It opens with the classic words, ‘It is the absolute shittiest day for a walk’. Jane Bell is a dog-walker, out in all weathers walking the pampered pets of Thornfield Estate. She quietly loathes her wealthy clients and is not above pilfering their possessions when they’re not looking, intensely jealous of their money and security. But then one day she stumbles across the path of the recently widowed Eddie Rochester and suddenly, Jane wonders if he just might be her ticket out of her precarious existence. But … just what was it that happened to his wife exactly? This is Jane Eyre mashed up with Gone Girl and Desperate Housewives – a contemporary retelling with a truly savage twist.
Spin-offs and retellings of classic novels rarely turn out well. I kind of stumbled on this one – I actually thought it was by the author of The Girl on the Train because I wasn’t really paying attention and the two writers have the same last name. Anyway, having vaguely thought that it was an interesting shift to go from thriller-about-trains to retelling of a classic novel, I gave it a closer look than I would likely have done otherwise. Of course, it turned out that Rachel Hawkins is someone completely different but luckily enough I found The Wife Upstairs to be utterly compelling. So … I guess it’s just as well that I wasn’t very ‘on’ the day that I requested it.
Hawkins has done a masterful job at translating the main players of Jane Eyre to modern day Alabama. As a job title, dog walker shares a similarly down-trodden status to Victorian governess. I particularly enjoyed Jane being scolded by a one client for walking the dog too far from home. The real genius touch though was Rochester buying himself a dog so that he can legitimately seek Jane’s services and he calls it … Adele. At that point, I felt like we were in safe hands. This was not going to be one of those spin-offs where the reader is left sucking their teeth at how many errors have been made about the original text (looking at you, PD James). Of course modernised Adele was an obedient little puppy.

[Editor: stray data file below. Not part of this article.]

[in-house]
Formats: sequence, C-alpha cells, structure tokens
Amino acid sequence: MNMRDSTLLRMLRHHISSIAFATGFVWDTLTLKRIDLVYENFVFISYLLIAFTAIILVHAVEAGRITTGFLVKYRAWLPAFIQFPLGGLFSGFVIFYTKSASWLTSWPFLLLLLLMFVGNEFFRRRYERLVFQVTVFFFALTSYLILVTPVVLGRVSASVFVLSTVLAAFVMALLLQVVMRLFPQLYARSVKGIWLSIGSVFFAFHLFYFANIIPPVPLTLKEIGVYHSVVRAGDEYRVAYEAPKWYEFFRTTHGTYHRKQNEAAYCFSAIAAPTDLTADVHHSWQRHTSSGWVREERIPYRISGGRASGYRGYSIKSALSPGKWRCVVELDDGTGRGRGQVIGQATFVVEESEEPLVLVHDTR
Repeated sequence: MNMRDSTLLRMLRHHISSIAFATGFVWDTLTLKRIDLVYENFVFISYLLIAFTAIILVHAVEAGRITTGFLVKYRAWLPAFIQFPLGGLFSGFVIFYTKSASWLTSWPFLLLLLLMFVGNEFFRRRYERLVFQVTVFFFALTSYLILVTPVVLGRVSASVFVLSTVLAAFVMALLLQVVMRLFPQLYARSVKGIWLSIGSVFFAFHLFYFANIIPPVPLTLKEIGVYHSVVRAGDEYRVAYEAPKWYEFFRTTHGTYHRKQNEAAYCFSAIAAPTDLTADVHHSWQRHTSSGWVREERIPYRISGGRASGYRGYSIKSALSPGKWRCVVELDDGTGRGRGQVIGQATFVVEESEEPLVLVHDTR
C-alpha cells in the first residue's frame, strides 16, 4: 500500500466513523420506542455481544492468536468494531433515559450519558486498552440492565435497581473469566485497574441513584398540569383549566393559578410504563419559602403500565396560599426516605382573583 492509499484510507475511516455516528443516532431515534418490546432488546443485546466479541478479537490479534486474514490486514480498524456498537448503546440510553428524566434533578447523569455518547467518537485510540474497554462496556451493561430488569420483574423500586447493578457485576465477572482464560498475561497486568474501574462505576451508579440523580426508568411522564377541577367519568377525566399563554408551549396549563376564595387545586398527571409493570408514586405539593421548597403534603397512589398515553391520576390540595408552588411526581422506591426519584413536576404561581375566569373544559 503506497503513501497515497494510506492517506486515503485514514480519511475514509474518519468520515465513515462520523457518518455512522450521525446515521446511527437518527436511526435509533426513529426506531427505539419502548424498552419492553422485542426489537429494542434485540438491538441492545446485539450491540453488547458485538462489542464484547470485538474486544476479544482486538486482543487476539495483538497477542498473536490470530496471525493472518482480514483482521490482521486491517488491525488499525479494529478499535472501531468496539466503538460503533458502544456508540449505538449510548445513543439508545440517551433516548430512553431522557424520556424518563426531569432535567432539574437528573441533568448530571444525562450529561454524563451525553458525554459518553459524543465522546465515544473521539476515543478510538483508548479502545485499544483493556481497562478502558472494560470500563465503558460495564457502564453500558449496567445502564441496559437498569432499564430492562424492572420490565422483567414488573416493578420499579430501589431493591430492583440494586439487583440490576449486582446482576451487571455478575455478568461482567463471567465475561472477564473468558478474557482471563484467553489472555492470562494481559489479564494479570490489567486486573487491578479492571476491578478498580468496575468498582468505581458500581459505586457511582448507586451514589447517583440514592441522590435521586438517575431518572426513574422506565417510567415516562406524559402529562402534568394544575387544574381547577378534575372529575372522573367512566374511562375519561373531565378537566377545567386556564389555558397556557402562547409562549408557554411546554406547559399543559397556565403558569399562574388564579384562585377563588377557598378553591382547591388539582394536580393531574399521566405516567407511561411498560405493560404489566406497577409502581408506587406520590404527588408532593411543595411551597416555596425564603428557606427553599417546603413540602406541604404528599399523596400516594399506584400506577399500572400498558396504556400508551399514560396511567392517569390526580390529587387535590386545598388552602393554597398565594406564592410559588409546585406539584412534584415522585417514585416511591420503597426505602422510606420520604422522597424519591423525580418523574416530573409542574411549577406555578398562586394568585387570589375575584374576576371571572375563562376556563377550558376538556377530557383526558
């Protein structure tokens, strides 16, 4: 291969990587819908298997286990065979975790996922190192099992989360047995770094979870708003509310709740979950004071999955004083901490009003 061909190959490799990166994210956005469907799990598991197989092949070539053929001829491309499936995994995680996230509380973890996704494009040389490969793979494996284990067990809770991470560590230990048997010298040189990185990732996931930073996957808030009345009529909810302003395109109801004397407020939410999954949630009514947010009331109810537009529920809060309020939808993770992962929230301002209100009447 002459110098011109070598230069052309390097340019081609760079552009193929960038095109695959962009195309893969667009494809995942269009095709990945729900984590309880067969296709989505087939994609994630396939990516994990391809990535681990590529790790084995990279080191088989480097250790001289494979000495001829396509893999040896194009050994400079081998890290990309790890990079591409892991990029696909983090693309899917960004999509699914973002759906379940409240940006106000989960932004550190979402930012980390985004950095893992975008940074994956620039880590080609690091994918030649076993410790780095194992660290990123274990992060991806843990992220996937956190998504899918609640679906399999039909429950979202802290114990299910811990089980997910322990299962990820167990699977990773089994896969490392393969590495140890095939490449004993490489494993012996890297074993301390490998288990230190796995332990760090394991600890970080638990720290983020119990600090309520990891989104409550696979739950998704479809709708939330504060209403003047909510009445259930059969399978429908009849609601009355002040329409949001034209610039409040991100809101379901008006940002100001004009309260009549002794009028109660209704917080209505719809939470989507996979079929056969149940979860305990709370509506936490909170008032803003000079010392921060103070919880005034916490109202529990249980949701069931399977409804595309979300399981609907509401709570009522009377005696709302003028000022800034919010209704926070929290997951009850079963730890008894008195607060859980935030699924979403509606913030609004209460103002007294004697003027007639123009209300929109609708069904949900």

Another minor master-stroke was background character John Rivers, Jane’s room-mate. They’re friends from the old days in foster care but these days John is a creep who is not so subtly trying to pressure Jane into a sexual relationship, all the while working for a church. The original novel lent Rivers more dignity in his mission and there are moments when he does seem like a credible alternative for Rochester. Not for nothing did Jeanette Winterson’s mother rewrite the ending for her daughter’s ears in Oranges are not the only fruit. But there was always something uncomfortable about his desire to force Jane to submit to him bodily as a wife and it feels right that Hawkins draws attention to that. The modern Rivers has the same patriarchal desire to dominate Jane and make her ‘behave’ as he wishes and for that, he deserves all he gets and more.
I was less sure about the twists and turns about Jane’s true identity. Much is made of how she is on the run from her past but with the references to hearing her real name being talked about on the news, I was expecting something more significant than was later revealed. View Spoiler »And I wasn’t quite sure that it worked out for her real name to have been Helen Burns. Like her or loathe her, Helen Burns was the ‘Jesus’ figure of the original novel. She continues to serve as Jane’s conscience in later life. Switching their roles in this instance felt like one of the only bumpy notes within the novel. « Hide Spoiler It probably didn’t help though that by the time it was all cleared up, the reader has more or less stopped caring about Jane and instead switched their focus to the drama going on upstairs.